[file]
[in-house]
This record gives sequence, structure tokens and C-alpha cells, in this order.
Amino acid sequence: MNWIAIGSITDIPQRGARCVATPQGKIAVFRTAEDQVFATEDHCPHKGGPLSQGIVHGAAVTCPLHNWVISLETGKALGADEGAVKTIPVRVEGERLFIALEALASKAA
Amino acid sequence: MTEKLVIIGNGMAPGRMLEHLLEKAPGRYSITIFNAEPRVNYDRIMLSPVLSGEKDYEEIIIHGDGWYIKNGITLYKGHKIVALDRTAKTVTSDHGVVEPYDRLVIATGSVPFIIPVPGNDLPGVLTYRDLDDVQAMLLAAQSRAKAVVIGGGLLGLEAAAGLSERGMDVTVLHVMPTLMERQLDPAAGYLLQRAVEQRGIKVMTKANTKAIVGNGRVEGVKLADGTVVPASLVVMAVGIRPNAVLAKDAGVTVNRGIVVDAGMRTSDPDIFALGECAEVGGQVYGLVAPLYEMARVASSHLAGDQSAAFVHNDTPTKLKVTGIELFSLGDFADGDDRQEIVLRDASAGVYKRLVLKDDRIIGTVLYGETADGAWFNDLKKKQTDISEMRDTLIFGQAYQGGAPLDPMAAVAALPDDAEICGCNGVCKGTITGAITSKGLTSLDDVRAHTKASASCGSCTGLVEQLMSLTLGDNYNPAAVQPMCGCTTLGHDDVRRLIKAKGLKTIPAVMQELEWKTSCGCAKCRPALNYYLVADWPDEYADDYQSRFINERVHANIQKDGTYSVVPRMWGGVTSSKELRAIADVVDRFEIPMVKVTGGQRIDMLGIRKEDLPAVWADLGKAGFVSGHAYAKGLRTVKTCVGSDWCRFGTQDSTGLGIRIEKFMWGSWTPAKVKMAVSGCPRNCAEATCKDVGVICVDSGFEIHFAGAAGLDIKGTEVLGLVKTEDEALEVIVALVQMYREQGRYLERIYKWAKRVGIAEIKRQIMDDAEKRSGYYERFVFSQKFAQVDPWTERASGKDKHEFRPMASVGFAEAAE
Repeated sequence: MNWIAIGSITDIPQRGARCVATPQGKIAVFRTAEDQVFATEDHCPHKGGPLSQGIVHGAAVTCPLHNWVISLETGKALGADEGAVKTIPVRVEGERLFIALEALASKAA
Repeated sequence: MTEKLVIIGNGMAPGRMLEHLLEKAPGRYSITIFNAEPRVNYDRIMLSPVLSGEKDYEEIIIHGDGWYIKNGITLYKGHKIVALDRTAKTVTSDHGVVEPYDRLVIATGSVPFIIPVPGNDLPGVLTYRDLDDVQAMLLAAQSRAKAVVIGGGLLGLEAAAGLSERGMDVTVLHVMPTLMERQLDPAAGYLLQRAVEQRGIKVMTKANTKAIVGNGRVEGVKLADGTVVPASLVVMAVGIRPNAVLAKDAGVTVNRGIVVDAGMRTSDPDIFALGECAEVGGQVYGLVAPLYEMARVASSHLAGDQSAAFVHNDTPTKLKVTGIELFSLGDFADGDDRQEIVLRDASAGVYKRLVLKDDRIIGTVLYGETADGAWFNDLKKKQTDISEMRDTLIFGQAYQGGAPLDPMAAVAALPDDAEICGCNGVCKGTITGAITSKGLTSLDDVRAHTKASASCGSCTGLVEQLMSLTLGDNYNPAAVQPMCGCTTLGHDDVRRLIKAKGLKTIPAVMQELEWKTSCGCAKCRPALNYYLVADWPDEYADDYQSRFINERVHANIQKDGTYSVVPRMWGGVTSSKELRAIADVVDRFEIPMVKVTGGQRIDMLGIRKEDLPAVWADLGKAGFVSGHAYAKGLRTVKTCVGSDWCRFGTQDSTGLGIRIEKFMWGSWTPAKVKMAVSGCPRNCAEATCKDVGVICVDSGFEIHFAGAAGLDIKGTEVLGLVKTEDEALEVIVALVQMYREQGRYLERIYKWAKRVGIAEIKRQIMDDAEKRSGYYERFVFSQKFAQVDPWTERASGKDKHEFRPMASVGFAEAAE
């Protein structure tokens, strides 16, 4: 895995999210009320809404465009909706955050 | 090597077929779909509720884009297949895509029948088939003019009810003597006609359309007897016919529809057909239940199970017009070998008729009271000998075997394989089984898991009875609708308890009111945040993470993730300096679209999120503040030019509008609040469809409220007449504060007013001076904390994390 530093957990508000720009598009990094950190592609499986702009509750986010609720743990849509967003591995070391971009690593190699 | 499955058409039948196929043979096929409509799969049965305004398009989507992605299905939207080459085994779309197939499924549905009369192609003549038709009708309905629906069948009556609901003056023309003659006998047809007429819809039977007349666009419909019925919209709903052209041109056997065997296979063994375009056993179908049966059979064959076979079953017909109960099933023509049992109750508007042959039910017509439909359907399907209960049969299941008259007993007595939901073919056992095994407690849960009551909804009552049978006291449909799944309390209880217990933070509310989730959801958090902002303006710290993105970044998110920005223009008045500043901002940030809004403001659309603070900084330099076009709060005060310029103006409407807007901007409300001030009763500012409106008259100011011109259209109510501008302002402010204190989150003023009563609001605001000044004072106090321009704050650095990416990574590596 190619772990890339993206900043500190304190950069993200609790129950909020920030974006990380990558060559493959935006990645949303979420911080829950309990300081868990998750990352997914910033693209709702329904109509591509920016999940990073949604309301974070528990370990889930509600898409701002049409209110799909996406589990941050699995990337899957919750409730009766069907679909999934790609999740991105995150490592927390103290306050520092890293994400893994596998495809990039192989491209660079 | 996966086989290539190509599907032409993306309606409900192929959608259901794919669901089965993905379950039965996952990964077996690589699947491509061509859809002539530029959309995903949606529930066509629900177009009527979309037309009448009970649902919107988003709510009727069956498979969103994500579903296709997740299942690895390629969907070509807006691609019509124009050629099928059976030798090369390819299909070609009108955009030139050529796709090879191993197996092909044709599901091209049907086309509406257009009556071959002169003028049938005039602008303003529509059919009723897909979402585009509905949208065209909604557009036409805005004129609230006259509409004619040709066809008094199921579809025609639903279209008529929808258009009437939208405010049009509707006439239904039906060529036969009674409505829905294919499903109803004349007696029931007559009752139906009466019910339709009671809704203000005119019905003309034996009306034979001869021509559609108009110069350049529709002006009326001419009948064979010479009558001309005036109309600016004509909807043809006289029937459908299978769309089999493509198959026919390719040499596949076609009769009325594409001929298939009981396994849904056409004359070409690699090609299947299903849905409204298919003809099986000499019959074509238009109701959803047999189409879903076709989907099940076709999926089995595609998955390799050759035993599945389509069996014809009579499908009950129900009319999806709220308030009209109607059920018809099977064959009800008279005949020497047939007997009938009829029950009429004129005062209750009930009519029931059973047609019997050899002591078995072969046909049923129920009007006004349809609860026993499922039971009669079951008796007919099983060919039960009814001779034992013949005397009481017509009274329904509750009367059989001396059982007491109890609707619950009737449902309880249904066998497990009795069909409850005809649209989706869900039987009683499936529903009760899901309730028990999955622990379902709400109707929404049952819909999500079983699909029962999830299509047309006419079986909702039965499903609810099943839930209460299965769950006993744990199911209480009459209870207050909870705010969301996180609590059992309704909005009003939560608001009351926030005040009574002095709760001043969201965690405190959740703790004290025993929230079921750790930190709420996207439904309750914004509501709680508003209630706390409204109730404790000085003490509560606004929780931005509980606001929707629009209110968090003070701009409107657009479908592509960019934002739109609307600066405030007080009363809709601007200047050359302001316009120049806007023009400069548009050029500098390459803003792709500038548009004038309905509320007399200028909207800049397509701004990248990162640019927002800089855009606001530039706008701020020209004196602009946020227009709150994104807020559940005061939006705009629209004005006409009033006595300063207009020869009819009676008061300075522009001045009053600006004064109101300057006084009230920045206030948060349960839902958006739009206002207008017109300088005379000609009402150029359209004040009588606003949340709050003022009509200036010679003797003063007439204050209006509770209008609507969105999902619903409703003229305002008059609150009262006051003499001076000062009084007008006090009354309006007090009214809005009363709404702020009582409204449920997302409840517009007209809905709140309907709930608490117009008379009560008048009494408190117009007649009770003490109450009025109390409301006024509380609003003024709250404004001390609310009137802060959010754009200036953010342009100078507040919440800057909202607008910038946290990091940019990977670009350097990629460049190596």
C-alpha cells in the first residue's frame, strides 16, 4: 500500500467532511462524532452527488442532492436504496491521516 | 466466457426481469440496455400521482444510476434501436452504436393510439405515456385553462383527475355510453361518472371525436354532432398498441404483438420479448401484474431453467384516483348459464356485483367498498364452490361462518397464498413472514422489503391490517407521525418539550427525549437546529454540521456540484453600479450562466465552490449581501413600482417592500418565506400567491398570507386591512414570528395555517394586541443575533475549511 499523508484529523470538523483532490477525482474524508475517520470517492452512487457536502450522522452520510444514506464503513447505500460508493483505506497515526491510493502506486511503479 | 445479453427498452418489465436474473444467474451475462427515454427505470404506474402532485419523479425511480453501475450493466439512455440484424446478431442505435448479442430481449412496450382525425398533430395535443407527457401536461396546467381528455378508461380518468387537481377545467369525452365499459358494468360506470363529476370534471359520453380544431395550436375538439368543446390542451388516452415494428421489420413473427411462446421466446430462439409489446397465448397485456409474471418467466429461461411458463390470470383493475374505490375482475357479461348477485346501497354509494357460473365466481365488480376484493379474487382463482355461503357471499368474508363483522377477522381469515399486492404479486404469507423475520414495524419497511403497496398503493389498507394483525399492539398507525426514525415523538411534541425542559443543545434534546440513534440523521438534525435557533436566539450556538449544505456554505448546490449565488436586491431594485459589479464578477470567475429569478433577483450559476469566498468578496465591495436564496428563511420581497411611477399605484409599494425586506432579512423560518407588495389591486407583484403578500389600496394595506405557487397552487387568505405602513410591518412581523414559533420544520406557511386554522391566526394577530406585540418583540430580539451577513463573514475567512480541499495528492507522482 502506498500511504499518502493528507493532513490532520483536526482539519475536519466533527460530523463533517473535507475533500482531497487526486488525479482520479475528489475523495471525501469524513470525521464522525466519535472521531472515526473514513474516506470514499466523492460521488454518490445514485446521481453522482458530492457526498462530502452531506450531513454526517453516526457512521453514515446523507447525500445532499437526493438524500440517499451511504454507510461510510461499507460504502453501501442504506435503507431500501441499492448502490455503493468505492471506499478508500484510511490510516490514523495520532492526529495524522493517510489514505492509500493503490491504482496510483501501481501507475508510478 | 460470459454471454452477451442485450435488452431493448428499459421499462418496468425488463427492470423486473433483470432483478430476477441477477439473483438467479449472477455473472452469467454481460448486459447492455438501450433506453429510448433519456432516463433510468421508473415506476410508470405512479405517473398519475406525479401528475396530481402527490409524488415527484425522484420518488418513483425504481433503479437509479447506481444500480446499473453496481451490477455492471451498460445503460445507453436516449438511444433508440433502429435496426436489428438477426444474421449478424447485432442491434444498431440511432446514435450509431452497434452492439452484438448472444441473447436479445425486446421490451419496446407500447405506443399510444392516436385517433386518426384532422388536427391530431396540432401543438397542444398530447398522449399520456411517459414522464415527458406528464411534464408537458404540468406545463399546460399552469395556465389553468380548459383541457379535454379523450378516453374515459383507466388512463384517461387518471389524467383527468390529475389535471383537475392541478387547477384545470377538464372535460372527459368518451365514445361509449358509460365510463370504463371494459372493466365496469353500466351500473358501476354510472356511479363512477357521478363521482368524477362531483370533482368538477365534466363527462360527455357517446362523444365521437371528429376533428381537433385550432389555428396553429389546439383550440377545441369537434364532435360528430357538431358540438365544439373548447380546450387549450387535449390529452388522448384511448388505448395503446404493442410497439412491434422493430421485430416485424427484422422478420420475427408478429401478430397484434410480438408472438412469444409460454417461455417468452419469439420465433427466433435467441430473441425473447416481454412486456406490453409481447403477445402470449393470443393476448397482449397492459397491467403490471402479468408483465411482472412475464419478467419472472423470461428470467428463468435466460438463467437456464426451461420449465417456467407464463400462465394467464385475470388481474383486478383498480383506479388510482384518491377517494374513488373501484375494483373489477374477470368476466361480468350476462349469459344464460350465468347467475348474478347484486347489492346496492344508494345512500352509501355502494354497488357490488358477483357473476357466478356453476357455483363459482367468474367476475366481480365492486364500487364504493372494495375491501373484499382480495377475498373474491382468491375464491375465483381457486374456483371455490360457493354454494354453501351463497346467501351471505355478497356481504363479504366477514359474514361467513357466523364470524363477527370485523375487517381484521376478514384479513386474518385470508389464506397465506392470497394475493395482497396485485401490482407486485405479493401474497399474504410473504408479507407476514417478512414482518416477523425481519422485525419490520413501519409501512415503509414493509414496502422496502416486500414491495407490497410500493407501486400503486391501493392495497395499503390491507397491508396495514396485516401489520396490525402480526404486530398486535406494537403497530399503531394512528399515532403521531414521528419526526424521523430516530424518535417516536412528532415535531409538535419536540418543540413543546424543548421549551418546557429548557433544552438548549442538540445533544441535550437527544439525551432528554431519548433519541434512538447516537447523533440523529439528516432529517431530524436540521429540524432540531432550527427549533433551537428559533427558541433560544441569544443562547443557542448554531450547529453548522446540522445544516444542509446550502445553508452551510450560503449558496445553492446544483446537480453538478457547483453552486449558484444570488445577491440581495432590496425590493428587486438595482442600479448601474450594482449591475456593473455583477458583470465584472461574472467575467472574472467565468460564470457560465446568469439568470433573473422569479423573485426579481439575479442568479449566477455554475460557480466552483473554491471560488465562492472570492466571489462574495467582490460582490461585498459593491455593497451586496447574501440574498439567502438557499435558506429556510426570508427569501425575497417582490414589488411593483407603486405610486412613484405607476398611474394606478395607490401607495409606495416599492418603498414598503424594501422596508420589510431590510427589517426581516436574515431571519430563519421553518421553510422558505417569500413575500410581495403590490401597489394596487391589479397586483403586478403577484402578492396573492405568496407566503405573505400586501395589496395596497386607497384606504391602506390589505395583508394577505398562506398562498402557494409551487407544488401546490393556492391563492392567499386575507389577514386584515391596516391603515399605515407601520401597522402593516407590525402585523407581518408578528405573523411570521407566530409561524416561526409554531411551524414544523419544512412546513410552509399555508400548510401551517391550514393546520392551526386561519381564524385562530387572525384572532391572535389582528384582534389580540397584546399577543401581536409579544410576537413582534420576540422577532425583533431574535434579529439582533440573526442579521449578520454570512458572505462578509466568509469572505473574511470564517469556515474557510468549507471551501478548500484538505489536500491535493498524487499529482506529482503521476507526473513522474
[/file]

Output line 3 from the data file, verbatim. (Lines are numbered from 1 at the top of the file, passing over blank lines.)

Amino acid sequence: MNWIAIGSITDIPQRGARCVATPQGKIAVFRTAEDQVFATEDHCPHKGGPLSQGIVHGAAVTCPLHNWVISLETGKALGADEGAVKTIPVRVEGERLFIALEALASKAA